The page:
Grand Traverse Distillery is one of the many (many…many) craft distilleries in America that is jockeying for the attention of whiskey drinkers all over the country. However something else you might not know is that unlike many of those distilleries, Grand Traverse has been around for well over a decade having released their first products in 2007.
So I was just as in the dark about them as many of you might be when my father came home from a golf trip to Michigan and brought me a bottle of their straight bourbon. Upon further investigation I found out that this team has a wide catalogue of spirits including some vodka, a few gins, a rye whiskey, an Islay style rye, rum, and a finished rye. According to their website most grains are locally sourced and the company claims to have started the first legal micro distillery since prohibition - a common accolade in many states that are jumping into whiskey and spirits for the first time. The distillery also discloses their mash bills online and age their whiskey in full sized 53 gallon barrels.
Grand Traverse joins a growing Michigan distilling community that includes several including standouts like Journeyman Distillery and Traverse City Whiskey Co.
So let’s dive into Grand Traverse’s bourbon which, while not new, is new to ME.
GRAND TRAVERSE DISTILLERY - STRAIGHT BOURBON WHISKEY
- Distilled, aged, and bottled on site at Grand Traverse Distillery
- NAS (previous years have noted 3-3.5 yrs)
- 92 proof / 46% ABV
- 60% Corn / 30% Rye / 10% Barley
- Purchased for $59 from distillery
NOSE: I’m immediately hit with a rather distinct almost metallic and grassy note. Being completely honest this one did not hit pleasantly at first and on initial nosing I thought maybe it was a lot younger than I first suspected and these were harsh notes of youth. But while at the outset this may have put me off I kept going back and as these early notes faded it began to give way to a rather rich caramel and almost a cinnamon clove. On repeated nosing some banana bread comes through as well. With just a bit of persistence this one ends up rather nice.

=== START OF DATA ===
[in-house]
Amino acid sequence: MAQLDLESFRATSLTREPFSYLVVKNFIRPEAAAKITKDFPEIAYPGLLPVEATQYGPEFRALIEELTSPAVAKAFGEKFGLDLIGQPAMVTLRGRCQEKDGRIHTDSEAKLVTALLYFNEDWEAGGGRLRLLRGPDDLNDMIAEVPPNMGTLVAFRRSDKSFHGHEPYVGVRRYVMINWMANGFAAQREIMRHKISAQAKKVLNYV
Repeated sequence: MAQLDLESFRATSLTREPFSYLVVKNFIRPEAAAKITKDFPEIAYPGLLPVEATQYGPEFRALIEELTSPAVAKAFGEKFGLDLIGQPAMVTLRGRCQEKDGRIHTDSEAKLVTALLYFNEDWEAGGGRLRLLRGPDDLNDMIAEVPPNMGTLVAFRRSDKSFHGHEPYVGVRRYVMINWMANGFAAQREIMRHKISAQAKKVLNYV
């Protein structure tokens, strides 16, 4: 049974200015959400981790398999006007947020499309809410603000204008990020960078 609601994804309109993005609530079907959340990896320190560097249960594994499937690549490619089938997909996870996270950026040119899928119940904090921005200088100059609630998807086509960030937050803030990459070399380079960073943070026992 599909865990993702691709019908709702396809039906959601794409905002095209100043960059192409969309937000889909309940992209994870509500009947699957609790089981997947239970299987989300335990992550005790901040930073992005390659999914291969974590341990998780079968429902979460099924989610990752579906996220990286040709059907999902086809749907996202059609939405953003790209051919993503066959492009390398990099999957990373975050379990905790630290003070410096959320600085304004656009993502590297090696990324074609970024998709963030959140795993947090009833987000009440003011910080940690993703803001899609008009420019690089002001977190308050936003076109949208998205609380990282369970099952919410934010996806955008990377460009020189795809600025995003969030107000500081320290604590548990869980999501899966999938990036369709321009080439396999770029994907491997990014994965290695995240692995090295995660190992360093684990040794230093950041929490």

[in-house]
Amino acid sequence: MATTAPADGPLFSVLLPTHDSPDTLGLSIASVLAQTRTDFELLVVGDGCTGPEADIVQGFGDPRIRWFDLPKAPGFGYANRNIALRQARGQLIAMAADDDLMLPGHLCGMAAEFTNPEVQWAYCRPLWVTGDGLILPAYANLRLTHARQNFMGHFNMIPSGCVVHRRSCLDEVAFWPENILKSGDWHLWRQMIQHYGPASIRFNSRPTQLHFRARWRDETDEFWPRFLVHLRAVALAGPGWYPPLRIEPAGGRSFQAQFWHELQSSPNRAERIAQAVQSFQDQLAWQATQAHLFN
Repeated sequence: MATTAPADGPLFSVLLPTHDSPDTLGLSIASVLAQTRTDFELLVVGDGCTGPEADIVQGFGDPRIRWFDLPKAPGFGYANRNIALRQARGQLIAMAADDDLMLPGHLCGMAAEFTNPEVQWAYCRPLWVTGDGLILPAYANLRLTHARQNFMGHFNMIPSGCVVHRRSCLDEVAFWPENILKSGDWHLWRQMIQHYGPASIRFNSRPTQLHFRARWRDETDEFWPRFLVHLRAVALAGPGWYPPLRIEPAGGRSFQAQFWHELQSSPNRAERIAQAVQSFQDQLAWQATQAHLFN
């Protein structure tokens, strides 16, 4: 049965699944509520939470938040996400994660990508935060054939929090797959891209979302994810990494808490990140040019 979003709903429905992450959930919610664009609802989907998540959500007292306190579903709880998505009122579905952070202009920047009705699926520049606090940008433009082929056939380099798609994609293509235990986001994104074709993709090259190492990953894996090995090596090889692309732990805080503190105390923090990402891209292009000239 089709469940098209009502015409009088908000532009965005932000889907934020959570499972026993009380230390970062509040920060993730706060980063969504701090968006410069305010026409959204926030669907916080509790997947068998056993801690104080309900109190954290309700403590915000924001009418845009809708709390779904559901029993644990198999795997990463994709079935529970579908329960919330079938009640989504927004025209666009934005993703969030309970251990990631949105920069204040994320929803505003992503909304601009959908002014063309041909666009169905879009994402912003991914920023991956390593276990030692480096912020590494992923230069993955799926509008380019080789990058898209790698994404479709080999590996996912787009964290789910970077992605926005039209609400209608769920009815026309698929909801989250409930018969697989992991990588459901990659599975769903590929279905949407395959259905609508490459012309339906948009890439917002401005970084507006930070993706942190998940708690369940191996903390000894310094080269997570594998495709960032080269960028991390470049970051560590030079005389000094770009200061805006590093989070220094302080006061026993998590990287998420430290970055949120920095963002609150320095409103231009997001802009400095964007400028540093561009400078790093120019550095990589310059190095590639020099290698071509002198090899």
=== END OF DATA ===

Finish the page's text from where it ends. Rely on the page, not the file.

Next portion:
PALATE: The higher rye presence is felt immediately with a nice waft of spice. There are lighter floral notes bounce off deeper, rich, vanillas in a rather pleasant fashion. Light banana notes come back in a little bit as well. The mouthfeel almost splits in two with a decent viscosity felt but as odd as this sounds, you can almost taste a lighter, thin layer above it.
FINISH: Medium with a decent warming effect concentrating on the middle palate.
OVERALL IMPRESSIONS: On first nosing after opening this I recall being extremely put off by that harsh grassy note. However, giving it some time to breathe, it opened it up a lot. The very high rye in this plays a part in making it rather unique as well - considering most “high rye” bourbons are somewhere around 20% (often less) and this is at 30. But I appreciate them disclosing the mash bill and where the grains come from. This was an interesting find as I did not go in expecting very much but have certainly come out a fan. This is a small distiller that very few are talking about and if you get a chance to take a sip I suggest you do and give it some time to develop as you taste.